“I am excited to be able to provide differentiated, evidence-based practices to enrich the lives of students with learning differences,” said Stubbs. “I feel honored to be able to guide students to reach their true academic and social-emotional potentials.”
Stubbs provides guidance to local and state organizations on a variety of topics related to educating children. She is a certified special education teacher, holds a master’s degree in education and community renewal, and is currently pursuing a Ph.D. in educational leadership with an emphasis in special education.
Rebecca Steinfeld, an Akiba and Yavneh alumna, will serve as an instructor for the program, drawing on her experience in behavioral therapy and educational technology.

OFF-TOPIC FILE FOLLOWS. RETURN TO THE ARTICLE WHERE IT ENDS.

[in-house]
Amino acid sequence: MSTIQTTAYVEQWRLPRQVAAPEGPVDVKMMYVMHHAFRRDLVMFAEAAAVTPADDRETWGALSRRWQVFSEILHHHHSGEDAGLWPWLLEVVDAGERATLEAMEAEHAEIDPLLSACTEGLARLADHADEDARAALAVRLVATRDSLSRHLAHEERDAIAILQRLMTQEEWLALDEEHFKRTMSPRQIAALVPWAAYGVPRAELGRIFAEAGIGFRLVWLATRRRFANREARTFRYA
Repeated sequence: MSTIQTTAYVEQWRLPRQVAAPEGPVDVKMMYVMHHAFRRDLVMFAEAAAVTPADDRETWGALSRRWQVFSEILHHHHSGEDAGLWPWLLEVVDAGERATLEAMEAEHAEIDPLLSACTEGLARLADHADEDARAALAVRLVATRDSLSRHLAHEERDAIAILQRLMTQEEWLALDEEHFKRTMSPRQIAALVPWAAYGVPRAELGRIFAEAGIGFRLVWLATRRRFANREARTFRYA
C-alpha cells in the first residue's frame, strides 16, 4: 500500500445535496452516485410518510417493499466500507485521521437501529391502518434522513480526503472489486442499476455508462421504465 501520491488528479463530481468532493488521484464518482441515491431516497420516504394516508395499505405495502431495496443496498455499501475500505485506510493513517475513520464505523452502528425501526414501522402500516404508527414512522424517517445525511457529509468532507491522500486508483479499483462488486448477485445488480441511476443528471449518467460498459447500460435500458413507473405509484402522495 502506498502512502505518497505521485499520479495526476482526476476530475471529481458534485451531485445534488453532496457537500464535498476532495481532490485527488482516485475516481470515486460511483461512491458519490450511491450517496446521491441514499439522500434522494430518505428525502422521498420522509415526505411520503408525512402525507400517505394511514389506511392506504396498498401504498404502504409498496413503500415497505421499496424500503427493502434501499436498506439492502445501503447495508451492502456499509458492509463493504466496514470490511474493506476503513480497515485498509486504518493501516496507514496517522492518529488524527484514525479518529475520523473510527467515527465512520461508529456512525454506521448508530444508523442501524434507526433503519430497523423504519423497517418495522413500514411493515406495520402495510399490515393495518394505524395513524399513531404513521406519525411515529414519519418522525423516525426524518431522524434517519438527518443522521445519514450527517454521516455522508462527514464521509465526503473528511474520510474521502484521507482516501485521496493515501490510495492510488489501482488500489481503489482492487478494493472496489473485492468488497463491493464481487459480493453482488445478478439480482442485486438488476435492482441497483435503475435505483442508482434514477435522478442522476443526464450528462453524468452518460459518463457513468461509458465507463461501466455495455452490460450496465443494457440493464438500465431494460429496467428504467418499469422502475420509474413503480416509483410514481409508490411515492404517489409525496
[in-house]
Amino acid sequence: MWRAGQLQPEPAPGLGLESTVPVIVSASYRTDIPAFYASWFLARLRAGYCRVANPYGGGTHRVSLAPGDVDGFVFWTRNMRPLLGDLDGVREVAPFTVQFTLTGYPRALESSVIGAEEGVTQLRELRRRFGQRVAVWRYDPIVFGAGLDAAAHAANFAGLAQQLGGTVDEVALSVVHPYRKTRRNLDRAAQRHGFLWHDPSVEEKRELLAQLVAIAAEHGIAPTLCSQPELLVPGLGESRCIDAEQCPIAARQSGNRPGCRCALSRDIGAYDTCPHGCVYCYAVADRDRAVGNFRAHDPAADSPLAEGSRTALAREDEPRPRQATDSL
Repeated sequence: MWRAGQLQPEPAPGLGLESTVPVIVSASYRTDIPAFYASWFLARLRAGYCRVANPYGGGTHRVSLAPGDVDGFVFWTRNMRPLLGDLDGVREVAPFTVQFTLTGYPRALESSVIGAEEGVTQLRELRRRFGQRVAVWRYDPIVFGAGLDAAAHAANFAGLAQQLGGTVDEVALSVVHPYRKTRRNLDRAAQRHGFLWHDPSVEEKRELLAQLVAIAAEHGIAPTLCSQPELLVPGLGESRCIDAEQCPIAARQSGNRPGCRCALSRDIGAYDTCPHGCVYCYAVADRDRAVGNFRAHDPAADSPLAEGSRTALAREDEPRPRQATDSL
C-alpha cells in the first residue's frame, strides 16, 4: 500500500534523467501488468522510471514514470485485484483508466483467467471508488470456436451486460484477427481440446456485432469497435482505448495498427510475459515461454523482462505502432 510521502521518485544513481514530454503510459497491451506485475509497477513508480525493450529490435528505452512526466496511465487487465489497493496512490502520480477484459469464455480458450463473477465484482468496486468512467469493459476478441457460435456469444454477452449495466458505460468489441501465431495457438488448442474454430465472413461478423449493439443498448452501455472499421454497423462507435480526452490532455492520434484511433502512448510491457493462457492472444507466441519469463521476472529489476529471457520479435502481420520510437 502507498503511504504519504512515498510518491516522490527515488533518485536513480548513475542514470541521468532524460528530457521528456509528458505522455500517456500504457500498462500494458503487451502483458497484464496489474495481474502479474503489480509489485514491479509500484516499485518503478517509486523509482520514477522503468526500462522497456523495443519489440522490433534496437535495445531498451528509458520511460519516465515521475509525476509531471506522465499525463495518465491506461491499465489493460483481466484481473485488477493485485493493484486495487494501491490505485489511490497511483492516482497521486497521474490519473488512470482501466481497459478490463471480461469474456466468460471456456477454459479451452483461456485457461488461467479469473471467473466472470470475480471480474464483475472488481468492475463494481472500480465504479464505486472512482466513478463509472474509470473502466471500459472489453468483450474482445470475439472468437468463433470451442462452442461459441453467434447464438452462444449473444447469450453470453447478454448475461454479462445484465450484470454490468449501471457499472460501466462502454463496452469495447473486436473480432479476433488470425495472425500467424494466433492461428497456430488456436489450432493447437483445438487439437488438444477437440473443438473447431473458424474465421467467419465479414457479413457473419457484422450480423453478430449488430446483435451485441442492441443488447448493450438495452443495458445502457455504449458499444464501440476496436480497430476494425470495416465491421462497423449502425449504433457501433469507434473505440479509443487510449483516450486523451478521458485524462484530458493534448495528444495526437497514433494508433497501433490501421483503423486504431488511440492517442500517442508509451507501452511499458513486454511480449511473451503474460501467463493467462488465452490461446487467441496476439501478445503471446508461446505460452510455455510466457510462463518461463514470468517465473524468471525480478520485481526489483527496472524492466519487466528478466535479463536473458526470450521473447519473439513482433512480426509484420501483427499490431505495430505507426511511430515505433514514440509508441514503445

To learn more about the Ma’alot Learning Platform, please contact admissions@akibaacademy.org.
—Submitted by Sara Mancuso, Akiba Yavneh Academies communications and marketing director

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Armstrong teaches tech to other Legacy Willow Bend residents

Armstrong teaches tech to other Legacy Willow Bend residents

Posted on 22 July 2019 by admin

Legacy’s new communication system taking hold
Photo: The Legacy Willow Bend
Legacy resident Elinor Benton uses Ripple, the community’s new communication system.

Submitted Story